Knowing Your Financial Statements
Question: What financial statements do I need to have for my accountant?
Answer: The two standard financial statements you need to produce are your balance sheet and your profit and loss statement (also known as an income statement).
A balance sheet is a financial snapshot on a given day. It is dated "as of" a certain date. It shows what you own (assets) and what you owe (liabilities) on that day. The difference between assets and liabilities is your equity, or the net portion that is yours. The basic formula in accounting is:
Assets - liabilities = equity
The profit and loss, or income statement, covers a period of time (a month, quarter or year, for instance). It lists your gross income, cost of goods sold, operating expenses and net income. This tells you how your business is doing for that period of time. It also provides answers to your operating strategy, such as: Am I charging enough money for the sales I am making? How much have I spent on advertising? Am I making enough net profit for the time and effort I am expending?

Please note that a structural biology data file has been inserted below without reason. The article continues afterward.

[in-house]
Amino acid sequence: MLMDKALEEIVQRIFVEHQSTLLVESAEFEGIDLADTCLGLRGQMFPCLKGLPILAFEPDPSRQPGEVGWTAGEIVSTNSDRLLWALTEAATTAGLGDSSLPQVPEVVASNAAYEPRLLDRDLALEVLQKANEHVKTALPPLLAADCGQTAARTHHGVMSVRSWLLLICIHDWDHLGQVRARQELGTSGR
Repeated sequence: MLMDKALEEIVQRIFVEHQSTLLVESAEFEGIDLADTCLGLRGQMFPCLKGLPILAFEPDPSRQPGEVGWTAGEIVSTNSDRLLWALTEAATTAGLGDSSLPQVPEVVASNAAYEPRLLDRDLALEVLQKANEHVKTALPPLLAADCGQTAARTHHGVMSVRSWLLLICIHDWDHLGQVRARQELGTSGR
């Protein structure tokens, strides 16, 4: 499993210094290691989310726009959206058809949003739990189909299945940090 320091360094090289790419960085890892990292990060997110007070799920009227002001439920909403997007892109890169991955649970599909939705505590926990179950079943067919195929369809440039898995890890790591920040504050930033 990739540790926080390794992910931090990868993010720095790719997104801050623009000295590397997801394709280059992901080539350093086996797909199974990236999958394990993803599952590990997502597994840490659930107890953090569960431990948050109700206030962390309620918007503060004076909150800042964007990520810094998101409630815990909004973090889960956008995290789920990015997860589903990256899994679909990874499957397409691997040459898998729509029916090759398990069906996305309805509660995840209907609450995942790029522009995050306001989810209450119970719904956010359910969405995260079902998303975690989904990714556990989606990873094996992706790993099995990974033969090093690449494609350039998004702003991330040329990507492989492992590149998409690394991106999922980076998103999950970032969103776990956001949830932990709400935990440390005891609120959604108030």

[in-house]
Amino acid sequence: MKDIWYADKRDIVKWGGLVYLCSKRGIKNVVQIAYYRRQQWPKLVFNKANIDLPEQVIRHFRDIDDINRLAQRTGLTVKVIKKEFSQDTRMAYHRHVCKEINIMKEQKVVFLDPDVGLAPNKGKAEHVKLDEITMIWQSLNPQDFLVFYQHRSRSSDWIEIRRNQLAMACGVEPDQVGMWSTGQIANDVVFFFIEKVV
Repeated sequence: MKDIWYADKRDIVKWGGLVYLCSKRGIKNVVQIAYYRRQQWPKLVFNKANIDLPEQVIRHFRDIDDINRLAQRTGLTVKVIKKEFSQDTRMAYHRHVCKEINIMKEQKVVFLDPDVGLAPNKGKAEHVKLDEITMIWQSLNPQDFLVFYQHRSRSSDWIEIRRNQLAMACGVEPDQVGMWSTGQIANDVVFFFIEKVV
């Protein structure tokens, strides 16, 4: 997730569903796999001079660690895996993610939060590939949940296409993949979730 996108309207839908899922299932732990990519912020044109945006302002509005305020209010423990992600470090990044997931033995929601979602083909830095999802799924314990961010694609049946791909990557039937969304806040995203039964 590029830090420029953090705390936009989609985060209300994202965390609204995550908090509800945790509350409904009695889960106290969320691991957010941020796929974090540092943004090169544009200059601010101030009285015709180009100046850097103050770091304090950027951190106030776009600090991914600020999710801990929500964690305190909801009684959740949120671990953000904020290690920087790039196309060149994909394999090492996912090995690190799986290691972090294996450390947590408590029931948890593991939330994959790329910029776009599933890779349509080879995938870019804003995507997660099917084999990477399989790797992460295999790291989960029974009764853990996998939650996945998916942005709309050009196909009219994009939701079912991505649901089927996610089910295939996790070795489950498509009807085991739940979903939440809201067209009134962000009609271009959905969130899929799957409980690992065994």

These two reports, in conjunction with the supporting details, will be what your accountant needs to file taxes and spot potential problems in your business. Together, they tell the story of your business.
Please email accounting questions you would like considered for the column to HGatter@AccountingSupportLLC.com with the subject line of “Ask the Accountant.”
Harriet Gatter, owner of Accounting Support LLC, was an ad specialty distributor for 23 years and an adjunct professor of accounting at Neumann University. She sold her ad specialty business in 2012, became certified as a QuickBooks ProAdvisor, and now works exclusively with ad specialty distributors nationwide on their QuickBooks, order management and accounting needs.